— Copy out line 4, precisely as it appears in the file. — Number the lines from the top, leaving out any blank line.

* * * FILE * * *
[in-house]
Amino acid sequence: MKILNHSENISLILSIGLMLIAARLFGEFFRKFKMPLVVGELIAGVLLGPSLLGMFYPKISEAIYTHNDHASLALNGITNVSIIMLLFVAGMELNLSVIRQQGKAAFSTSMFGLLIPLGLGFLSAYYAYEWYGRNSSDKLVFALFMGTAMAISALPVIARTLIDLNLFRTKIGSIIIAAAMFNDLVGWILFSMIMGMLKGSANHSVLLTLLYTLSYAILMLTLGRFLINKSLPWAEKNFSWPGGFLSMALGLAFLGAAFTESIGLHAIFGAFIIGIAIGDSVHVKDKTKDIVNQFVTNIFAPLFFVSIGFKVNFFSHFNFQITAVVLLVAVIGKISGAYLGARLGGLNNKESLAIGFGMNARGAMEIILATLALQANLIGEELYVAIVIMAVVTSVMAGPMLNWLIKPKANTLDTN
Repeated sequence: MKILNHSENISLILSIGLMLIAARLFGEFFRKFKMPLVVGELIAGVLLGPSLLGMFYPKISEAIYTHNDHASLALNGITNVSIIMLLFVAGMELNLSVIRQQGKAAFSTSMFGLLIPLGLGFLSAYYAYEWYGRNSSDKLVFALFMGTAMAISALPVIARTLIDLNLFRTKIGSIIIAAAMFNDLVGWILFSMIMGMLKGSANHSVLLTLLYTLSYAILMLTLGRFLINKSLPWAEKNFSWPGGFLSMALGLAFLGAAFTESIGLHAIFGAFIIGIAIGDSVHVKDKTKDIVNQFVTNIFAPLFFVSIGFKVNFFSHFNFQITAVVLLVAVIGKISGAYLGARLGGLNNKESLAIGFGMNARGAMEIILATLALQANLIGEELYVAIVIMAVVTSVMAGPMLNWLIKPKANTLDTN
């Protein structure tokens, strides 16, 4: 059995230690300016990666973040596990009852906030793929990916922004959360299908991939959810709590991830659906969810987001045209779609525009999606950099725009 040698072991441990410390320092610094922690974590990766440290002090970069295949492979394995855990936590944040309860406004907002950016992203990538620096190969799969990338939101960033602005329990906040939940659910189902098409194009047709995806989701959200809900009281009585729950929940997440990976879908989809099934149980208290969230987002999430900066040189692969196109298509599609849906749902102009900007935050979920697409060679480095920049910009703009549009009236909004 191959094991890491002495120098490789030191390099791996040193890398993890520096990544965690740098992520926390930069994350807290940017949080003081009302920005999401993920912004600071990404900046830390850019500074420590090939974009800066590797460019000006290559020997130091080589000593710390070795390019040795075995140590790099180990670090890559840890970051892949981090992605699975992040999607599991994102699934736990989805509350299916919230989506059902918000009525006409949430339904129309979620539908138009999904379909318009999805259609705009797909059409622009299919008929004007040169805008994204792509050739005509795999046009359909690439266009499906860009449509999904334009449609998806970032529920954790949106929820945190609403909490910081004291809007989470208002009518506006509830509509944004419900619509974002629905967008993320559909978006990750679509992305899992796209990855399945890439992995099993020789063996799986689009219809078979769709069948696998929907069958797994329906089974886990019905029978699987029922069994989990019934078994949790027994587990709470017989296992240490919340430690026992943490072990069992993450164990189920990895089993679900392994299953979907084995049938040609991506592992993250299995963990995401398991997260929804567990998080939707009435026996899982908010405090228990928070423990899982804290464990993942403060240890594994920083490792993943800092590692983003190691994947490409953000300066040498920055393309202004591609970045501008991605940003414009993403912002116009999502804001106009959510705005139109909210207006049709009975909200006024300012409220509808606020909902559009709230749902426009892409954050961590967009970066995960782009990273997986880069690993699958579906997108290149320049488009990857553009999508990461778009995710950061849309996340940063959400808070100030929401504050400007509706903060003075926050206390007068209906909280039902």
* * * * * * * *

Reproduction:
């Protein structure tokens, strides 16, 4: 059995230690300016990666973040596990009852906030793929990916922004959360299908991939959810709590991830659906969810987001045209779609525009999606950099725009 040698072991441990410390320092610094922690974590990766440290002090970069295949492979394995855990936590944040309860406004907002950016992203990538620096190969799969990338939101960033602005329990906040939940659910189902098409194009047709995806989701959200809900009281009585729950929940997440990976879908989809099934149980208290969230987002999430900066040189692969196109298509599609849906749902102009900007935050979920697409060679480095920049910009703009549009009236909004 191959094991890491002495120098490789030191390099791996040193890398993890520096990544965690740098992520926390930069994350807290940017949080003081009302920005999401993920912004600071990404900046830390850019500074420590090939974009800066590797460019000006290559020997130091080589000593710390070795390019040795075995140590790099180990670090890559840890970051892949981090992605699975992040999607599991994102699934736990989805509350299916919230989506059902918000009525006409949430339904129309979620539908138009999904379909318009999805259609705009797909059409622009299919008929004007040169805008994204792509050739005509795999046009359909690439266009499906860009449509999904334009449609998806970032529920954790949106929820945190609403909490910081004291809007989470208002009518506006509830509509944004419900619509974002629905967008993320559909978006990750679509992305899992796209990855399945890439992995099993020789063996799986689009219809078979769709069948696998929907069958797994329906089974886990019905029978699987029922069994989990019934078994949790027994587990709470017989296992240490919340430690026992943490072990069992993450164990189920990895089993679900392994299953979907084995049938040609991506592992993250299995963990995401398991997260929804567990998080939707009435026996899982908010405090228990928070423990899982804290464990993942403060240890594994920083490792993943800092590692983003190691994947490409953000300066040498920055393309202004591609970045501008991605940003414009993403912002116009999502804001106009959510705005139109909210207006049709009975909200006024300012409220509808606020909902559009709230749902426009892409954050961590967009970066995960782009990273997986880069690993699958579906997108290149320049488009990857553009999508990461778009995710950061849309996340940063959400808070100030929401504050400007509706903060003075926050206390007068209906909280039902």